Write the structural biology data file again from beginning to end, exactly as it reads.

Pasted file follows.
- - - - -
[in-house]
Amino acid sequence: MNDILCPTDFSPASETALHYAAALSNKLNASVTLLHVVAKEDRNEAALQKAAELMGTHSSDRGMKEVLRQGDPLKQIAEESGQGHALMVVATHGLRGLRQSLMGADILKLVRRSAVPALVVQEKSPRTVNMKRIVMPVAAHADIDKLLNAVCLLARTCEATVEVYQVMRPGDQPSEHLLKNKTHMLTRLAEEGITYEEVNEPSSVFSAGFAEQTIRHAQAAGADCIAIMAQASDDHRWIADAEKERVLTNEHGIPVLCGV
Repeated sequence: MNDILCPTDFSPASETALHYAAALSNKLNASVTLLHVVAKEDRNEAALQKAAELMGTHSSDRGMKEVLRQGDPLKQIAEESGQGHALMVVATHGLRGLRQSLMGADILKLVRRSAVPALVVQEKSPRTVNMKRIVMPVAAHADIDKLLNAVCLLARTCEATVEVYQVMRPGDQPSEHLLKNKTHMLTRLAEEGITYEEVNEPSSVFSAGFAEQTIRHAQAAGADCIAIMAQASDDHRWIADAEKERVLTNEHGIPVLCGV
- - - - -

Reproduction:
[in-house]
Amino acid sequence: MNDILCPTDFSPASETALHYAAALSNKLNASVTLLHVVAKEDRNEAALQKAAELMGTHSSDRGMKEVLRQGDPLKQIAEESGQGHALMVVATHGLRGLRQSLMGADILKLVRRSAVPALVVQEKSPRTVNMKRIVMPVAAHADIDKLLNAVCLLARTCEATVEVYQVMRPGDQPSEHLLKNKTHMLTRLAEEGITYEEVNEPSSVFSAGFAEQTIRHAQAAGADCIAIMAQASDDHRWIADAEKERVLTNEHGIPVLCGV
Repeated sequence: MNDILCPTDFSPASETALHYAAALSNKLNASVTLLHVVAKEDRNEAALQKAAELMGTHSSDRGMKEVLRQGDPLKQIAEESGQGHALMVVATHGLRGLRQSLMGADILKLVRRSAVPALVVQEKSPRTVNMKRIVMPVAAHADIDKLLNAVCLLARTCEATVEVYQVMRPGDQPSEHLLKNKTHMLTRLAEEGITYEEVNEPSSVFSAGFAEQTIRHAQAAGADCIAIMAQASDDHRWIADAEKERVLTNEHGIPVLCGV